})
}

The JavaScript could be read in the following English:

  1. Import some helper utility functions.
  2. Check if motion is ok for this user, if not do nothing.
  3. For each element that wants to be split.
    1. Split them based on how they want to be split.
    2. Replace text with elements.

Splitting animations and transitions #

The above splitting document manipulation has just unlocked a multitude of potential animations and effects with CSS or JavaScript. There are a few links at the bottom of this article to help inspire your splitting potential.

Time to show what you can do with this! I'll share 4 CSS driven animations and transitions. 🤓

Split letters #

As a foundation for the split letter effects, I found the following CSS to be helpful. I put all transitions and animations behind the motion media query and then give each new child letter span a display property plus a style for what to do with white spaces:

[letter-animation] > span {
display: inline-block;
white-space: break-spaces;
}

The white spaces style is important so that the spans which are only a space, aren't collapsed by the layout engine. Now onto the stateful fun stuff.

Transition split letters example #

This example uses CSS transitions to the split text effect. With transitions we need states for the engine to animate between, and I chose three states: no hover, hover in sentence, hover on a letter.

When the user hovers the sentence, aka the container, I scale back all the children as if the user pushed them further away. Then, as the user hovers a letter, I bring it forward.

@media (--motionOK) {
[letter-animation="hover"] {
&:hover > span {
transform: scale(.75);
}

& > span {
transition: transform .3s ease;
cursor: pointer;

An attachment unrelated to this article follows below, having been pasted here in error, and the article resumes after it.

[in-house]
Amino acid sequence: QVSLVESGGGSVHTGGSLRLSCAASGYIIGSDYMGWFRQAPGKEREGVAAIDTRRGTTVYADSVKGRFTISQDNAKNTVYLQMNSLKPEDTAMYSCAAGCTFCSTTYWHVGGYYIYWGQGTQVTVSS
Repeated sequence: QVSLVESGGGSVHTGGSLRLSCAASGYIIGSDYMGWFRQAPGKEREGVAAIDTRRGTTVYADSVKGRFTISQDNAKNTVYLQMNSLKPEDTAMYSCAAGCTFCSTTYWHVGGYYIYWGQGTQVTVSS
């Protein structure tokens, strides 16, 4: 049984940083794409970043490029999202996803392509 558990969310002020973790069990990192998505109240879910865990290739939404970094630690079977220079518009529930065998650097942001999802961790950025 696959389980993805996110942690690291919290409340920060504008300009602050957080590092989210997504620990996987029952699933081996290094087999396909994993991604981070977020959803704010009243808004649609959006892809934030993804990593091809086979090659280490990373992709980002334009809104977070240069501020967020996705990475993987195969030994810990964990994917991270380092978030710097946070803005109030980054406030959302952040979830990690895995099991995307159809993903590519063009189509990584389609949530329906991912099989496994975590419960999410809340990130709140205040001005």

&:hover
{
transform: scale(1.25);
}
}
}
}

Animate split letters example #

This example uses a predefined @keyframe animation to infinitely animated each letter, and leverages the inline custom property index to create a stagger effect.

@media (--motionOK) {
[letter-animation="breath"] > span {
animation:
breath 1200ms ease
calc(var(--index) * 100 * 1ms)
infinite alternate;
}
}

@keyframes breath {
from {
animation-timing-function: ease-out;
}
to {
transform: translateY(-5px) scale(1.25);
text-shadow: 0 0 25px var(--glow-color);
animation-timing-function: ease-in-out;
}
}

Objective: CSS calc() will use the unit type from the last item in the calculation. In the above case, that's 1ms. It's used strategically to convert the otherwise unitless number, into a value of <time> for the animation.

Split words #

Flexbox worked as a container type for me here in these examples, nicely leveraging the ch unit as a healthy gap length.

word-animation {
display: inline-flex;
flex-wrap: wrap;
gap: 1ch;
}
Flexbox devtools showing the gap between words

Transition split words example #

In this transition example I use hover again. As the effect initially hides the content until hover, I ensured that the interaction and styles were only applied if the device had the capability to hover.

@media (hover) {
[word-animation="hover"] {
overflow: hidden;
overflow: clip;

& > span
{
transition: transform .3s ease;
cursor: pointer;

&:not(:hover)
{
transform: translateY(50%);
}
}
}
}

Animate split words example #

In this animation example I use CSS @keyframes again to create a staggered infinite animation on a regular paragraph of text.

[word-animation="trampoline"] > span {
display: inline-block;
transform: translateY(100%);
animation:
trampoline 3s ease
calc(var(--index) * 150 * 1ms)
infinite alternate;
}

@keyframes trampoline {
0% {
transform: translateY(100%);
animation-timing-function: ease-out;
}
50% {
transform: translateY(0);
animation-timing-function: ease-in;
}
}

Conclusion #

Now that you know how I did it, how would you?! 🙂

Let's diversify our approaches and learn all the ways to build on the web. Create a Codepen or host your own demo, tweet me with it, and I'll add it to the Community remixes section below.

Source

More demos and inspiration

Community remixes #

Last updated: Improve article